As much as 80 per cent of Kazi­ranga Na­tional Park gets flooded dur­ing mon­soon. It’s a try­ing time for the in­hab­i­tants of the na­tional park. The dev­as­ta­tion the river causes, cre­ated the need for a res­cue Cen­tre – the Cen­tre for Wildlife Re­ha­bil­i­ta­tion and Con­ser­va­tion.

This is the very first cen­tre of its kind. It was set up in the Bor­juri vil­lage near the na­tional park in 2002 by the As­sam For­est De­part­ment, with help from the In­ter­na­tional Fund for An­i­mal Wel­fare and the Wildlife Trust of In­dia. Strate­gi­cally lo­cated, it is one of the few res­cue cen­ters rec­og­nized by the Cen­tral Zoo Au­thor­ity. And, it is to­day play­ing a crit­i­cal role in try­ing to deal with the chal­lenges that the Brahma­pu­tra River throws up for Kazi­ranga, year af­ter year.

Dur­ing my last visit I came across this mis­chievous lit­tle rhino calf re­fus­ing to lis­ten to its keeper, who was strug­gling to give it a bath. Not far away from it, a shy ele­phant calf was obe­di­ently gulp­ing down milk as its keeper bot­tle-fed it pa­tiently. The Cen­tre was a vi­brant place so full of life

I found some of the an­i­mals were hap­pily pos­ing for the cam­era. And oth­ers were mak­ing a nui­sance of them­selves.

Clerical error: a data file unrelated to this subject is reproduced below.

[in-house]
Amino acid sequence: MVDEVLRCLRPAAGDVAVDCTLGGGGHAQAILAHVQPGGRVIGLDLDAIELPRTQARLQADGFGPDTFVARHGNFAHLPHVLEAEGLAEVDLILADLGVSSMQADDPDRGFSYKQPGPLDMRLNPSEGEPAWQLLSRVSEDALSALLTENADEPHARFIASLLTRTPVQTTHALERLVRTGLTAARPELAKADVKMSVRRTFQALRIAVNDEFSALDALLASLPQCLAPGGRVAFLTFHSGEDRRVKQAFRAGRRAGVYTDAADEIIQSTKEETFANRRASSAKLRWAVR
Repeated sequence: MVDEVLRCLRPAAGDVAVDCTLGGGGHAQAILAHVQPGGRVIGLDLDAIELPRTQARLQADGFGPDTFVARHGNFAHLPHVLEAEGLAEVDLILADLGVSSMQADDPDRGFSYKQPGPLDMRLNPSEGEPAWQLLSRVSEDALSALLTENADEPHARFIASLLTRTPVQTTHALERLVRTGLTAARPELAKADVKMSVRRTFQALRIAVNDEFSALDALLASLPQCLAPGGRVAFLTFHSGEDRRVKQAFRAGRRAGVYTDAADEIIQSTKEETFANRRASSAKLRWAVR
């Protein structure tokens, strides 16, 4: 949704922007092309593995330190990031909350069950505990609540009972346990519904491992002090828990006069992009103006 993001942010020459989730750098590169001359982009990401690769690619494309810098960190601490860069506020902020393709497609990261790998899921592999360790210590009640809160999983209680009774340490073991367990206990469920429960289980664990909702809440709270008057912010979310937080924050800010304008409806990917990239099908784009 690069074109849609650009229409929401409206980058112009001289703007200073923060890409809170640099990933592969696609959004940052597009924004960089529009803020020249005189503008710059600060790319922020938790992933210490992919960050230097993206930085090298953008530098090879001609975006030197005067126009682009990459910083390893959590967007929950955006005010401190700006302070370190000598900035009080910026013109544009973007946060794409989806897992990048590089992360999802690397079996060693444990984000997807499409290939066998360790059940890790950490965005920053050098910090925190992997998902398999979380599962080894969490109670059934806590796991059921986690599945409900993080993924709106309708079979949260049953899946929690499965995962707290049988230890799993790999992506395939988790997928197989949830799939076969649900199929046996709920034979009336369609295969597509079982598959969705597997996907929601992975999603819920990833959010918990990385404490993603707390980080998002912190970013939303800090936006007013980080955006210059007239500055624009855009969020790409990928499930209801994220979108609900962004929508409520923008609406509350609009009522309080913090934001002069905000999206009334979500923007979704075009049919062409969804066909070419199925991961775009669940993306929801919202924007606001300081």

Since its in­cep­tion, the Cen­tre for Wildlife Re­ha­bil­i­ta­tion and Con­ser­va­tion has handraised and re­ha­bil­i­tated sev­eral species of wild an­i­mals in In­dia. Among them are leop­ards, rhi­nos, ele­phants, bears, deer and In­dia’s only ape – the Hoolock gib­bon.

Most of these an­i­mals had landed up at the Cen­tre be­cause of the Brahma­pu­tra – the river that both sus­tains and threat­ens them.

The Cen­tre fol­lows in­ter­na­tion­ally­ac­cepted pro­to­cols and guide­lines dur­ing

the res­cue, treat­ment and re­ha­bil­i­ta­tion of dis­tressed an­i­mals.

As the river floods Kazi­ranga, the an­i­mals flood the cen­tre.

While most an­i­mals brought to the cen­tre are tem­po­rar­ily dis­placed, many them re­quire long-term ac­clima­ti­za­tion be­fore they are ready for re­ha­bil­i­ta­tion. Some even re­quire life­time care…

As a rule, with young an­i­mals, at­tempts are made to re­lo­cate them back into the wild.

While some of the in­hab­i­tants of the Cen­tre await their free­dom, oth­ers seem to en­joy the care and pam­per­ing. Like these lit­tle black bear.